With predictive analytics, clinician buy-in is more important than the algorithm

Doctors talking
If clinicians aren't on board, predictive analytics will fail, according to health IT researchers.

Predictive analytics can help solve some of healthcare’s most vexing problems, but only if clinicians are willing to use it.

Demonstrating the value of predictive modeling for front-line clinicians and providing C-suite executives with measurable benefits are key to integrating analytics into a healthcare system, three researchers wrote in Harvard Business Review.

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Based on interviews with 34 health system leaders, policy experts and vendors, analytics experts from Brigham and Women’s Hospital and Partners HealthCare highlighted the importance of implementation for both in-house and off-the-shelf solutions. Usually, it helps to have a clinical champion that can reach out to colleagues to demonstrate the value of the tool and promote valuable health IT solutions.

“A common reason these tools are underutilized is that frontline employees don’t fully understand their value,” the authors wrote. “Thus, successful programs start with a problem where predictive analytics can make a clear difference.”

Their assessment aligned with several healthcare organizations that have found success using predictive analytics by ensuring new solutions are meaningful for physicians. But there is a clear disconnect among many healthcare organizations. A recent survey showed just over 30% of hospitals are using predictive analytics currently, but 80% of executives believe it can improve patient care.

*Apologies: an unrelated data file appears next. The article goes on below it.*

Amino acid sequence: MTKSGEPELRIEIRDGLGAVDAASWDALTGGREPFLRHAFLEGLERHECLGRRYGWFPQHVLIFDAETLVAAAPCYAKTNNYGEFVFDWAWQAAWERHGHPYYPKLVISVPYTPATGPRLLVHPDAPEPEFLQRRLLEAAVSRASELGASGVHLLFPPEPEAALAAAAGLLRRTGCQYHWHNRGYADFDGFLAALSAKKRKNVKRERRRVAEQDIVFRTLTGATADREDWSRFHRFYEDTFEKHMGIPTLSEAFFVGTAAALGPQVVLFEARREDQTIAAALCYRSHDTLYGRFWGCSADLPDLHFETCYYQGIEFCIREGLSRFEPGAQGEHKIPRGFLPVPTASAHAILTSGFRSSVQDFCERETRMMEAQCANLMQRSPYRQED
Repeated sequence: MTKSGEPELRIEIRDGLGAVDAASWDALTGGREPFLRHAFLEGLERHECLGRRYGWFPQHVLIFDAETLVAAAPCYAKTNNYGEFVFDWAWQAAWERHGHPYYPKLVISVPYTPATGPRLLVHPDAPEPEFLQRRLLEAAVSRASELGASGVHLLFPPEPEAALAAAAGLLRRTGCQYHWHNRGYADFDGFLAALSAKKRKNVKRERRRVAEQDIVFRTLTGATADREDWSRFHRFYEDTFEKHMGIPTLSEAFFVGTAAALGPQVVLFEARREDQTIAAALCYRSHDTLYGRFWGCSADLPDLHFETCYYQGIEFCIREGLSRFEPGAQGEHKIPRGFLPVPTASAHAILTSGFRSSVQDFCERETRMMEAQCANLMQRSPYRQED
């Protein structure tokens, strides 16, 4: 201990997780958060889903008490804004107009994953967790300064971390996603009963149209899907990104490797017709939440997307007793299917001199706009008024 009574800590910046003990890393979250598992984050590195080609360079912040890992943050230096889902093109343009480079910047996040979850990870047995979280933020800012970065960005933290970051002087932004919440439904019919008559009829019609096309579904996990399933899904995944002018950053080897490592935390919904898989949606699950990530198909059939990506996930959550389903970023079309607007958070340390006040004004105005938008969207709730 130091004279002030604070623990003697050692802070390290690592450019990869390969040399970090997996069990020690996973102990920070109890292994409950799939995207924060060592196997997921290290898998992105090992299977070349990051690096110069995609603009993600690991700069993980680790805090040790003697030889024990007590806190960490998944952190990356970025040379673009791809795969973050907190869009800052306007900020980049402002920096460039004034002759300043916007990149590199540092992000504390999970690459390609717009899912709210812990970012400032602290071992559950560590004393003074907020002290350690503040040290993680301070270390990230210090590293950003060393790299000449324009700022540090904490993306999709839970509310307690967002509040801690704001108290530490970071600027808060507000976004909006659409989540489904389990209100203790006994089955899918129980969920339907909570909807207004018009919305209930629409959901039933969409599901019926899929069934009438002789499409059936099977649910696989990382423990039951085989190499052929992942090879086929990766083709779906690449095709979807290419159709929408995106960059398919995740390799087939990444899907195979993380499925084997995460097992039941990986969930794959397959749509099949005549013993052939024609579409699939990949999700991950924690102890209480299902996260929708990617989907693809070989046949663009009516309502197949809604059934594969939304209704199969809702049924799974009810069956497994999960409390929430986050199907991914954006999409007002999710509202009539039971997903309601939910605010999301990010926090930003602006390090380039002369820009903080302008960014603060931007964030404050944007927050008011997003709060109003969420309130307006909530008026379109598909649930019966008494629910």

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A report released this week by the Stanford School of Medicine advocated for better data literacy among physicians since analytics is likely to become a core job function in the future. Stanford is one of several academic medical centers teaming up with Google to enhance healthcare analytics and predict hospitalizations or cardiac arrest.

Presenting hospital executives with quantifiable measures—in the form of quality improvement, lower costs or patient satisfaction—will help secure the funding necessary to maintain or enhance predictive analytics systems, according to the Boston researchers.

Hospitals have faced similar implementation struggles with artificial intelligence, which offers tremendous promise for the healthcare industry even as clinicians and executives are still wrapping their arms around the technology.